The game never ceases surprising us. This year I have been less than assiduous about getting out, and my first outdoor climb, at Auchinstarry Quarry near Glasgow a few weeks ago, was not exactly a success. I struggled seconding a couple of severes and then a lad in the club snapped his ankle.
But I’m planning a week with my older son in August and he’ll want to climb, so on Saturday I decided to get out. Nice easy stuff, I thought, just v.diff.
The v.diff I chose, however, reminded me that any route in the mountains can be a test, especially for the rusty or oh-so-casual experienced hand.
I’ve always wanted to rock climb on the west face of Aonach Dubh in Glen Coe, having climbed in winter there 30 years ago, so carefully selected Bumblebee, a two-star v.diff on B Buttress. I then failed completely to read the approach notes in the guidebook, so Jules and I ended up in the wrong place altogether after a gruelling uphill slog, and climbed The Pinnacle Face, another two-star v.diff, instead.
In that we were probably lucky, as later descending No 2 Gully we saw a fair bit of damp in the Bumblebee area. But the Pinnacle Face was challenging enough. Stepping up the first few metres I was unnerved to find myself on the sharp end. I started to make slow but steady progress, but it was seriously cold, colder than anywhere in the UK has a right to be in July, with a whipping wind. Duvet jackets were the order of the day for the whole way, and still my hands were totally numb on the tricky little crux at the end of the first impressive chimney. It took me five or six goes to thrutch my way awkwardly up it. Climbing with a rucksack … hmmm, forgot about that too.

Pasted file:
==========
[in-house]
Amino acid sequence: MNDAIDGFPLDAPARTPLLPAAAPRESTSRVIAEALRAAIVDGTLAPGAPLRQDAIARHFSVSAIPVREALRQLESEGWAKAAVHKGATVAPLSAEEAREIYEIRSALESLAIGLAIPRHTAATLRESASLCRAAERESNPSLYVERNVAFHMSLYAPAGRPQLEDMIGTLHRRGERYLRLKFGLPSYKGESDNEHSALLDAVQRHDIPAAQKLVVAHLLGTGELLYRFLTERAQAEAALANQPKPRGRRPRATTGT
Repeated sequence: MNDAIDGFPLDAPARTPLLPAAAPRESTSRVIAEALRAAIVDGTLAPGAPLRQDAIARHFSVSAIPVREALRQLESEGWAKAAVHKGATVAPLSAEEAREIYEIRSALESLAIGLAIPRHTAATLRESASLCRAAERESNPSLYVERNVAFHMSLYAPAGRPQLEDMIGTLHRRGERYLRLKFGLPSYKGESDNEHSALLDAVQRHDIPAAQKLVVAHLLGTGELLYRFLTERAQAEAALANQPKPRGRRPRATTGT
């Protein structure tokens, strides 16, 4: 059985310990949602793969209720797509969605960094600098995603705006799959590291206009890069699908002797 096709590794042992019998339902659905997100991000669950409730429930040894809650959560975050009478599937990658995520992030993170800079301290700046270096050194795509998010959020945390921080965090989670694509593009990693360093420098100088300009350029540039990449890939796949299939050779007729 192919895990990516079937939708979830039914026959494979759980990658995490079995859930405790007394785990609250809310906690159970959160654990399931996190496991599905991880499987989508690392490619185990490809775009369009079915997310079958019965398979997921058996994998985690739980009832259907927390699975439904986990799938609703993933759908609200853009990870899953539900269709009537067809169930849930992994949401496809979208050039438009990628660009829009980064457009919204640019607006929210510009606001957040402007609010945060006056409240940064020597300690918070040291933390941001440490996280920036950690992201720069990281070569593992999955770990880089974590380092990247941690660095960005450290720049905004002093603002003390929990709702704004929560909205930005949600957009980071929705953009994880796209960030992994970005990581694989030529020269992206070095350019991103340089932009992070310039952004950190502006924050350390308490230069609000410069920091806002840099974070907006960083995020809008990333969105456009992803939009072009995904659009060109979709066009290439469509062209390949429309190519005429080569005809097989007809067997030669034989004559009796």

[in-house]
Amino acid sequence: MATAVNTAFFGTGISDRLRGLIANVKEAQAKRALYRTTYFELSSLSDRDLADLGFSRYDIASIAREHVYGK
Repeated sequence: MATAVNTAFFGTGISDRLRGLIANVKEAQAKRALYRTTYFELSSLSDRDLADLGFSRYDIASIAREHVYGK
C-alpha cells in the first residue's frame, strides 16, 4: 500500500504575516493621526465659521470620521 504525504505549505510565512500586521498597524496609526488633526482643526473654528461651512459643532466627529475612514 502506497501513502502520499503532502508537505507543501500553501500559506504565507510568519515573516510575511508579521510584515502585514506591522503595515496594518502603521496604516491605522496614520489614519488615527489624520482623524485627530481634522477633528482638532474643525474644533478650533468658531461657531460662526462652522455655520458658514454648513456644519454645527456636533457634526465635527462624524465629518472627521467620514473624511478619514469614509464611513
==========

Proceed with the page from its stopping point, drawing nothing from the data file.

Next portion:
I strung two pitches together and was punished with elephantine rope drag, and then trundled up some broken rock before a couple of fine short good bits made up for it. Jules went over the top and we thought we had finished, but a bit of thought might have helped us realise that The Pinnacle Face would end up atop a pinnacle, with awkward and exposed scrambling on loose ground to get off.
A good if under-used climb, and it felt so hard. No route on a mountain crag can be regarded as a soft touch …